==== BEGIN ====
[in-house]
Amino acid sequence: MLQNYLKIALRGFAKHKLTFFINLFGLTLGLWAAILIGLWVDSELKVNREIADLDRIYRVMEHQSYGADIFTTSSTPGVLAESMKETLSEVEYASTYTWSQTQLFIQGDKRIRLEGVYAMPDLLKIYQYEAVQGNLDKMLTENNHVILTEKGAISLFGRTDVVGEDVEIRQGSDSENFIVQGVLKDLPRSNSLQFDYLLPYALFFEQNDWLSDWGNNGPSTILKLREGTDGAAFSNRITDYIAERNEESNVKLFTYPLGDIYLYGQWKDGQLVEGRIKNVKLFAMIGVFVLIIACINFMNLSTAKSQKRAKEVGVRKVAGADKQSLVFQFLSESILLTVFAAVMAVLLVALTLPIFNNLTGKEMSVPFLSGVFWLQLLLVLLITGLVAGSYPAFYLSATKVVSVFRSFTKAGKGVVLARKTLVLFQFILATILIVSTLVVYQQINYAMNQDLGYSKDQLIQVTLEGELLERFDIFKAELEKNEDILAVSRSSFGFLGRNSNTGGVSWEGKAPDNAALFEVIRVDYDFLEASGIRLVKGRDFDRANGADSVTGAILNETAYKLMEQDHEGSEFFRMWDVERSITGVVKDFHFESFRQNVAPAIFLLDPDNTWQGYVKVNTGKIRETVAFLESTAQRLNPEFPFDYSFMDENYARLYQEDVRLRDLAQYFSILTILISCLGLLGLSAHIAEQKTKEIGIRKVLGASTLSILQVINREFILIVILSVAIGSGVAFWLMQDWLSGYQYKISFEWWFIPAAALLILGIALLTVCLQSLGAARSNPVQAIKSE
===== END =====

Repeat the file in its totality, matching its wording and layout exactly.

[in-house]
Amino acid sequence: MLQNYLKIALRGFAKHKLTFFINLFGLTLGLWAAILIGLWVDSELKVNREIADLDRIYRVMEHQSYGADIFTTSSTPGVLAESMKETLSEVEYASTYTWSQTQLFIQGDKRIRLEGVYAMPDLLKIYQYEAVQGNLDKMLTENNHVILTEKGAISLFGRTDVVGEDVEIRQGSDSENFIVQGVLKDLPRSNSLQFDYLLPYALFFEQNDWLSDWGNNGPSTILKLREGTDGAAFSNRITDYIAERNEESNVKLFTYPLGDIYLYGQWKDGQLVEGRIKNVKLFAMIGVFVLIIACINFMNLSTAKSQKRAKEVGVRKVAGADKQSLVFQFLSESILLTVFAAVMAVLLVALTLPIFNNLTGKEMSVPFLSGVFWLQLLLVLLITGLVAGSYPAFYLSATKVVSVFRSFTKAGKGVVLARKTLVLFQFILATILIVSTLVVYQQINYAMNQDLGYSKDQLIQVTLEGELLERFDIFKAELEKNEDILAVSRSSFGFLGRNSNTGGVSWEGKAPDNAALFEVIRVDYDFLEASGIRLVKGRDFDRANGADSVTGAILNETAYKLMEQDHEGSEFFRMWDVERSITGVVKDFHFESFRQNVAPAIFLLDPDNTWQGYVKVNTGKIRETVAFLESTAQRLNPEFPFDYSFMDENYARLYQEDVRLRDLAQYFSILTILISCLGLLGLSAHIAEQKTKEIGIRKVLGASTLSILQVINREFILIVILSVAIGSGVAFWLMQDWLSGYQYKISFEWWFIPAAALLILGIALLTVCLQSLGAARSNPVQAIKSE